July 28, 2014
The Untold Story of Can Am’s Most Famous Car, Part V: The Turning Point
“Mark [Donohue] and the other people behind the Porsche are not lighthearted types. They take the whole thing very seriously.” – Pete Lyons, Road & Track
Thankfully, Penske Racing had only two weeks to stew in their misery.
The next event was scheduled at the Mid-Ohio Sports Car Course. The teams generally arrived in the middle of the week. If no track time was available on Thursday, the drivers and crew members would hang out, spend the evening at a local restaurant, or have a barbecue at the hotel.
The weather was perfect. Thursday, Friday and Saturday were blessed with bright sunshine and a breeze that made it feel cooler than August.
Although Mark Donohue was still unable to drive, he was able to make his first appearance at a race since his terrible crash at Road Atlanta. He showed up in Lexington, Ohio wearing bright red pants, a lightly striped white shirt and a monstrous cast on his left leg. He hobbled around on crutches all weekend but remained in good spirits, talking with competitors and looking up fellow Can Am driver Lothar Motschenbacher in his hotel room.
“I have a picture of him sitting in our motel room at Mid-Ohio,” Marilyn Motschenbacher Halder remembered. “He had a cast on his leg. He was sitting there with his leg up on the bed, Lothar and he were talking, cracking jokes, bench racing and having some fun. He would just hang out with us. He was a fun, pleasant kid. We saw the kid in him a lot.”
Donohue also spent a considerable amount of energy addressing Follmer’s complaints about the L&M Porsche’s poor handling at Watkins Glen. Follmer went into detail explaining the car’s difficulty in high speed corners, its tendency to understeer on corner entry and into the center of the turn, and the ugly snap into an oversteer condition on exit. Donohue agreed that something had to be done and took the problem to fellow engineer Helmut Flegl.
Together the three men came up with a plan. And they wanted it executed right away.
“Woody” Woodard didn’t like working outside the shop. He firmly believed that races were won in the garage and that’s where work was to be performed. But Donohue insisted on a major overhaul of the L&M Porsche before Mid-Ohio, which meant that Woodard, Hofer and Syfert would miss the evening’s social activities.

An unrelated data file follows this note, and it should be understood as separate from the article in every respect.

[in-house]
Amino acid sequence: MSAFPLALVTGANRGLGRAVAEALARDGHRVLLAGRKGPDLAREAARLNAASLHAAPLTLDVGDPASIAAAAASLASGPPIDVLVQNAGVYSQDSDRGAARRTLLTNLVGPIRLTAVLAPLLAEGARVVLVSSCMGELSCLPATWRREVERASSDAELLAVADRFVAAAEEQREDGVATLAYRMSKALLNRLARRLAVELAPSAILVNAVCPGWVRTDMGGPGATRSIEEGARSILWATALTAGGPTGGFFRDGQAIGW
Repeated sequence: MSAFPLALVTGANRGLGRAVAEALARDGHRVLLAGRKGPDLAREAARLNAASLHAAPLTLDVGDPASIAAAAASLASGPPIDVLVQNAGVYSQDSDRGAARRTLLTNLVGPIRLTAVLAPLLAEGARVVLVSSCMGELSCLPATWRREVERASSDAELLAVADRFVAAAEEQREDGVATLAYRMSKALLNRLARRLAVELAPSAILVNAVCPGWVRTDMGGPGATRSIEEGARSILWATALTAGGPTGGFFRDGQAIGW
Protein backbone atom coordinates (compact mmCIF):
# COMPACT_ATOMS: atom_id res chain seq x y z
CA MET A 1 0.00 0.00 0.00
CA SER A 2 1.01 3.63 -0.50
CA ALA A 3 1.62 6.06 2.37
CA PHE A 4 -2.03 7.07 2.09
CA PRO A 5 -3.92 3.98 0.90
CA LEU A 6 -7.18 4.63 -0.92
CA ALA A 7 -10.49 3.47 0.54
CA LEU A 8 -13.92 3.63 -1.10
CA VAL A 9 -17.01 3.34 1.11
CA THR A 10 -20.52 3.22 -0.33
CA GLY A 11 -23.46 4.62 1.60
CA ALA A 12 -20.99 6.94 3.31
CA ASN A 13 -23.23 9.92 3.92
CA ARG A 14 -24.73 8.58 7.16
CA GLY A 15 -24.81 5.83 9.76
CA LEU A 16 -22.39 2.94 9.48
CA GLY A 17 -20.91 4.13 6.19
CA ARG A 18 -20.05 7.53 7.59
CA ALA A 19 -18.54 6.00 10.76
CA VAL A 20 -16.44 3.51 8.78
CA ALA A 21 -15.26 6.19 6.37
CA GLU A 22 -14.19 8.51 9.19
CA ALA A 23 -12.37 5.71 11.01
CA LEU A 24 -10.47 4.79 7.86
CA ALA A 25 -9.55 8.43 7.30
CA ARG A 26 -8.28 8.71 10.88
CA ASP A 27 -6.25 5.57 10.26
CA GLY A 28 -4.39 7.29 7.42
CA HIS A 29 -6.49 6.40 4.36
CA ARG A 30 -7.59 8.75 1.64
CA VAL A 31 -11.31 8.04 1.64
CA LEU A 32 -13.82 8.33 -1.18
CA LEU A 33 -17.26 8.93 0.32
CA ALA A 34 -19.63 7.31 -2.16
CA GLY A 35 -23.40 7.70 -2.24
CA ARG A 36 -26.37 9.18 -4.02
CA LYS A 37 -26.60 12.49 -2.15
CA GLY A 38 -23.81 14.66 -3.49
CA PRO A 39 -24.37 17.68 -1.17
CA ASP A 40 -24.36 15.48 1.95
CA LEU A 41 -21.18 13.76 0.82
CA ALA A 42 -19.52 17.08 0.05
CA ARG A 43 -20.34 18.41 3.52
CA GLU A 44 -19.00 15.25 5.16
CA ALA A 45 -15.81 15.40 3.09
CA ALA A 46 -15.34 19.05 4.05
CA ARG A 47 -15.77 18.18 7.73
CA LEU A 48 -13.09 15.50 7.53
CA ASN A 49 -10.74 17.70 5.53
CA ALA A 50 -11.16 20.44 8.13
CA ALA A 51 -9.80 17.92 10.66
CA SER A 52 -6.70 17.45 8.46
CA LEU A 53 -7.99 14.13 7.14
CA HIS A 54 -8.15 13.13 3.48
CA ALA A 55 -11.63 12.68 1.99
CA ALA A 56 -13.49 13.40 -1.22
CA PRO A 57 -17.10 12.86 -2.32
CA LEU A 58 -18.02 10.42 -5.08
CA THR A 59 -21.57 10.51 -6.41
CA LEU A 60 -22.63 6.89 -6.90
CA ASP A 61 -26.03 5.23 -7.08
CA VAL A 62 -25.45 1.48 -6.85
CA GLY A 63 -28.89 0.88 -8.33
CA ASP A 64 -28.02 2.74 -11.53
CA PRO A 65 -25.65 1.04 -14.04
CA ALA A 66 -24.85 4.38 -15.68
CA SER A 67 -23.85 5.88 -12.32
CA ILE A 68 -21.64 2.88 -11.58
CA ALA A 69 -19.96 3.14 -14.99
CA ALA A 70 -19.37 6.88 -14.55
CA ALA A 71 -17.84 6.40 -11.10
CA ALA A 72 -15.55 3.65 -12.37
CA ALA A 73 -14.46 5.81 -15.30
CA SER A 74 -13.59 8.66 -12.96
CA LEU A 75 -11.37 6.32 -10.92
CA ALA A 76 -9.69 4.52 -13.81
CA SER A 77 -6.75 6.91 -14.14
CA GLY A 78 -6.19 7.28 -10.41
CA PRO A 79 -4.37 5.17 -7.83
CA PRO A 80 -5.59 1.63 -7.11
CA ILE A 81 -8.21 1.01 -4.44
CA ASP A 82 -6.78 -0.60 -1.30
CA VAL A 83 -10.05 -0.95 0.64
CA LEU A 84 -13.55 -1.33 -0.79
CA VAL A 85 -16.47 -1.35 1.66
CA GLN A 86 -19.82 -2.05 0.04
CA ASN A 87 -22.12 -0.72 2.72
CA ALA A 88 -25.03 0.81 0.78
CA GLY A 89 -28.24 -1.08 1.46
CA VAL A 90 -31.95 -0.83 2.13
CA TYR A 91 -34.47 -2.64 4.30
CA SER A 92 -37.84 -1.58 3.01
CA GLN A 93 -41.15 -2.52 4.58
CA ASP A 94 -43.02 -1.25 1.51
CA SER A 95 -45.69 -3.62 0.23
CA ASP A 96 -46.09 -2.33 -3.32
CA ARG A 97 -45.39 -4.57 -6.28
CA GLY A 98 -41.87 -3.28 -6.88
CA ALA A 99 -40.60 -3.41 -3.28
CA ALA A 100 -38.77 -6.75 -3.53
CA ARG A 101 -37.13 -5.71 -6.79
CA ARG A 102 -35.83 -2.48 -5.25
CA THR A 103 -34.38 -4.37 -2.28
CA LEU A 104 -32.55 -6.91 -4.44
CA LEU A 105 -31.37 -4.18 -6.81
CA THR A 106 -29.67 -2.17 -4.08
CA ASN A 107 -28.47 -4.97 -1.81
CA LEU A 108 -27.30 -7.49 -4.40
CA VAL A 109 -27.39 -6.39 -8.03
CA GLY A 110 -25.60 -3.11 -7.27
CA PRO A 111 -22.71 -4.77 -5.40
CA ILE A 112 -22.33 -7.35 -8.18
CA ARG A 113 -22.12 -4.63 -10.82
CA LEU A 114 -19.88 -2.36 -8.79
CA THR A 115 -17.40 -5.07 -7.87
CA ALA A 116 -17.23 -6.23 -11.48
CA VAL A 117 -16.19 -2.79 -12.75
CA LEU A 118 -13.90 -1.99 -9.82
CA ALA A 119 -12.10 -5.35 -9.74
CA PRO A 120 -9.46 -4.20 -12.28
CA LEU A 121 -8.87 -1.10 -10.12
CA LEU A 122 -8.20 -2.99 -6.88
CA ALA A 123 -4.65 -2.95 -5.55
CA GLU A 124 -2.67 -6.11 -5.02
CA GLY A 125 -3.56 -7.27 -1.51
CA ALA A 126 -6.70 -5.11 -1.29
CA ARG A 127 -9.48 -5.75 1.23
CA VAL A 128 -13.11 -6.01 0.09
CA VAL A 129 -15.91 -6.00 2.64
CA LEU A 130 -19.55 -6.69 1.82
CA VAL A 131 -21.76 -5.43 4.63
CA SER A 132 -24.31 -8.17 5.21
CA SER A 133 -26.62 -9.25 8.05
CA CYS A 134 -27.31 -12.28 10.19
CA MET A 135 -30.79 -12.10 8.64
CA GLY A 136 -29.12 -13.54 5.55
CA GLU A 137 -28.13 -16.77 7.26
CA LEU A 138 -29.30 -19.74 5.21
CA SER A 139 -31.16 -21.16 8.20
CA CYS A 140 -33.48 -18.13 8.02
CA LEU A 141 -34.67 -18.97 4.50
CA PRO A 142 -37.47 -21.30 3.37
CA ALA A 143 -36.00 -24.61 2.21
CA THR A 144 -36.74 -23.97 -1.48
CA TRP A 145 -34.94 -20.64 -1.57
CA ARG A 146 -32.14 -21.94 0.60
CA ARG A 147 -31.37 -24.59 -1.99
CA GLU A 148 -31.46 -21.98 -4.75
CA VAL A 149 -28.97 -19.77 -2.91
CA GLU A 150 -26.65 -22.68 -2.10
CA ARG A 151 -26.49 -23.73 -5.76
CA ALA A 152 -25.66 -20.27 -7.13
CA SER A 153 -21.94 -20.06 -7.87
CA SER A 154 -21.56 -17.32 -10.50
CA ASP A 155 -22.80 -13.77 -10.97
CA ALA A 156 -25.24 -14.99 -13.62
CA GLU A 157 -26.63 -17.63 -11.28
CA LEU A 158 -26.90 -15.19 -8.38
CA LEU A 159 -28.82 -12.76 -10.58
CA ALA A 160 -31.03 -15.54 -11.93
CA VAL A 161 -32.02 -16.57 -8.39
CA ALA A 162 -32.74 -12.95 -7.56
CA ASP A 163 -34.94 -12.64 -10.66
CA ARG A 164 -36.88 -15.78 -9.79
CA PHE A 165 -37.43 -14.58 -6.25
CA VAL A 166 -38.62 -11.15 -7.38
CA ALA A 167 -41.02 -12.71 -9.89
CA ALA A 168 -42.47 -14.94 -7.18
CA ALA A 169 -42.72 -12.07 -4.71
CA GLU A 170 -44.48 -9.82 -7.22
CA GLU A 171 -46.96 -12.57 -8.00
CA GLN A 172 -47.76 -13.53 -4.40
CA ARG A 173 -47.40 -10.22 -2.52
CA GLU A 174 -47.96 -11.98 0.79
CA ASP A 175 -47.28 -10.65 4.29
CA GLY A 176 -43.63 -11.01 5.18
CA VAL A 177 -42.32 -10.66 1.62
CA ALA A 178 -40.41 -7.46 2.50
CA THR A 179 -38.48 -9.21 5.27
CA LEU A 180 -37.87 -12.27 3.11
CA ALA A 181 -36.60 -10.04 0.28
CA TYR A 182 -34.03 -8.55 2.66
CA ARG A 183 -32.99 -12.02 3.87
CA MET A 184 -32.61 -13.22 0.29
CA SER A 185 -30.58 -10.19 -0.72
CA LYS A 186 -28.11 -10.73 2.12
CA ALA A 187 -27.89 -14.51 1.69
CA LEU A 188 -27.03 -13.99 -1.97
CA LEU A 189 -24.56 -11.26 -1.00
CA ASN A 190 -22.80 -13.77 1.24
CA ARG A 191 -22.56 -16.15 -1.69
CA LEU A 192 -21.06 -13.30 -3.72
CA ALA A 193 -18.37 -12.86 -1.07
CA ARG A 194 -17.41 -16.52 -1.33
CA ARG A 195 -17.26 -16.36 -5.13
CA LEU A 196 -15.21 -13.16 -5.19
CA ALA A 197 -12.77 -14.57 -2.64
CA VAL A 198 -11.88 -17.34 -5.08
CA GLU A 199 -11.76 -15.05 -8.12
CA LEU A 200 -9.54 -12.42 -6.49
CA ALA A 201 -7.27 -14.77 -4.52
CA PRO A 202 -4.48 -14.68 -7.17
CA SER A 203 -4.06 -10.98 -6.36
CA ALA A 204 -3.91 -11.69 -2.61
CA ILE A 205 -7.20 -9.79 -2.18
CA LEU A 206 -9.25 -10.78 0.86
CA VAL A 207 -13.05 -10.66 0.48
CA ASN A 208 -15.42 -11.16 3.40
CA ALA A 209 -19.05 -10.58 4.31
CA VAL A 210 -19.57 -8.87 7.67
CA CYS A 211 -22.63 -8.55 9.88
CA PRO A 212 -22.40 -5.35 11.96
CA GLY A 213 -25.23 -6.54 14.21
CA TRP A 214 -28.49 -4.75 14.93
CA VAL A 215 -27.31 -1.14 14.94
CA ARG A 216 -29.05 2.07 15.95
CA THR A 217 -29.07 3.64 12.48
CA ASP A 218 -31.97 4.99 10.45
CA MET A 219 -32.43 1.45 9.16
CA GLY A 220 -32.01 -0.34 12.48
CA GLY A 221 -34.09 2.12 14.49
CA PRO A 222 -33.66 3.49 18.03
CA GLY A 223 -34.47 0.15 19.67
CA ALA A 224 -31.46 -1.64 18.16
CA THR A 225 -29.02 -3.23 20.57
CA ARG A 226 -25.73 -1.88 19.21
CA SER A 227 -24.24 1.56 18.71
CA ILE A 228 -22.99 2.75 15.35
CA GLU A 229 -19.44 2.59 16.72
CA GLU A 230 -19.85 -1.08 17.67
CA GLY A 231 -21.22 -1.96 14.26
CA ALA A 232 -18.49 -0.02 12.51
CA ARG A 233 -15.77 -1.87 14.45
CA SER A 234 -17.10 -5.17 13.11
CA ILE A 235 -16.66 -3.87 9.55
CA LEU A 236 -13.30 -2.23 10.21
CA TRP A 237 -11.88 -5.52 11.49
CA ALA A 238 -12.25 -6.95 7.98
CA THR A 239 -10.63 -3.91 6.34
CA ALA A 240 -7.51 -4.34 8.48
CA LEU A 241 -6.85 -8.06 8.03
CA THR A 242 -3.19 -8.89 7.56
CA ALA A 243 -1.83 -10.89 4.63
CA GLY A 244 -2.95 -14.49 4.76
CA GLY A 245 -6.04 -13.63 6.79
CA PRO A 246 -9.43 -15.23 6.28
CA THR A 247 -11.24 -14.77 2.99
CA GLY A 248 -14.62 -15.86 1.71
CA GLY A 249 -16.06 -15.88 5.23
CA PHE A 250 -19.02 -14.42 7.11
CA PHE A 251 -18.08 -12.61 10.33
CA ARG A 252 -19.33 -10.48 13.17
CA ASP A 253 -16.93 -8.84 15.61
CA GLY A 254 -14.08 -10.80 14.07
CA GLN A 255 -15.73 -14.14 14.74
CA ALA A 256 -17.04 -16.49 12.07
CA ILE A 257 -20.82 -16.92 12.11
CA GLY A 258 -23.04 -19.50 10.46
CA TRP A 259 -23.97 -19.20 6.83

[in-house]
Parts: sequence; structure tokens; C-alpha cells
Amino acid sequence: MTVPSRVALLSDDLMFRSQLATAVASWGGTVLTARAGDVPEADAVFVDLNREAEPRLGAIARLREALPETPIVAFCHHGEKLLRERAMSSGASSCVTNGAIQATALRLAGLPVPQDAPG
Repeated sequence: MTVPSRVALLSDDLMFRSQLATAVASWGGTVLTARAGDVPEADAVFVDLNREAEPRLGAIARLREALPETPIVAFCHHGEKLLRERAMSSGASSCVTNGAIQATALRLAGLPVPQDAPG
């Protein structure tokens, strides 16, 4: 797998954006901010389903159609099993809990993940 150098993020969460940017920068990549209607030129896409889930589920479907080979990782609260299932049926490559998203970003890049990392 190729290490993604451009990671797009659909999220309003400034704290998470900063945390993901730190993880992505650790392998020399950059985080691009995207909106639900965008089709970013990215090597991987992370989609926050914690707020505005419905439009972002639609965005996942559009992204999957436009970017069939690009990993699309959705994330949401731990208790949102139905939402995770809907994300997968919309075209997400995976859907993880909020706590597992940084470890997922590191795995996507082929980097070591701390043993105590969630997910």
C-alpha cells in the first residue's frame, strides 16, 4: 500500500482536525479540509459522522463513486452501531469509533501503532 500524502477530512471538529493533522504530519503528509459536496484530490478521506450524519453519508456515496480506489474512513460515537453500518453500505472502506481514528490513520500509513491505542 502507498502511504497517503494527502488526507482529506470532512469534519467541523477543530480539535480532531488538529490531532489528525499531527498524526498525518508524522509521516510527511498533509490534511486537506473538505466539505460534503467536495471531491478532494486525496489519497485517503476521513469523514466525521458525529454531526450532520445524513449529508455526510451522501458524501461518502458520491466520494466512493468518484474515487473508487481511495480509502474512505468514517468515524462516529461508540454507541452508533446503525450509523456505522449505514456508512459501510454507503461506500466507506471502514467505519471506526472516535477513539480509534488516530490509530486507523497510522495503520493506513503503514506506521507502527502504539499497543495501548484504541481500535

Instead they drove into Mansfield with the L&M Porsche loaded onto a trailer. They pulled to a stop in front of an old building that housed the famous Rupp mini-bike and snowmobile manufacturer. They chose to work out of that facility because the owner, Mickey Rupp, had a heliarc machine that Woodard needed to weld the rear suspension and front fire extinguisher mount on the Porsche.
Woodard described his night’s work:
[Rupp’s] shop was in an old carriage house downtown. It was small and we barely fit in there. But he had a heliarc machine so I just cut and welded away.
After Watkins Glen, George was still kind of unhappy with the feel of the car. Between what Follmer was telling him and Helmut Flegl, who also went to every race and was a fabulous engineer… they came up with some design changes that they wanted me to do in the field.
I don’t like to do that much, but we did them. We made some substantial changes.
We put on some bigger rear tires. We went from 15-inch to 17-inch rear wheels that Mark had Goodyear make. We changed the actual suspension geometry on the rear upper A-arms.
We were making heavy-duty changes to 003 based on the input from Follmer to Donohue and Flegl.
Woodard, Syfert and Hofer worked all night in the Rupp shop in downtown Mansfield without a wink of sleep. Still hustling as the sun came up the next morning, they loaded the car onto the trailer and returned to the racetrack.
Practice day was quiet, breezy and beautiful. A television crew cornered George Follmer to ask for an interview. They draped a 1950’s era microphone around his neck, strung from an awkward wire that no one bothered to tuck inside his fire suit. His L&M Porsche was parked adjacent to the team’s bright blue pit truck while George’s red, white and black helmet was carefully positioned on the front right fender. The visor was pushed down to reveal the L&M logo for the camera.
The pit truck’s tool compartment was left open, but it wasn’t for cosmetics. Woodard, exhausted from a sleepless night of work, continued to tinker on the car during the interview. George was told to stand near the front left side view mirror in order to keep Woodard, Hofer and Syfert out of the frame while they toiled near the engine bay.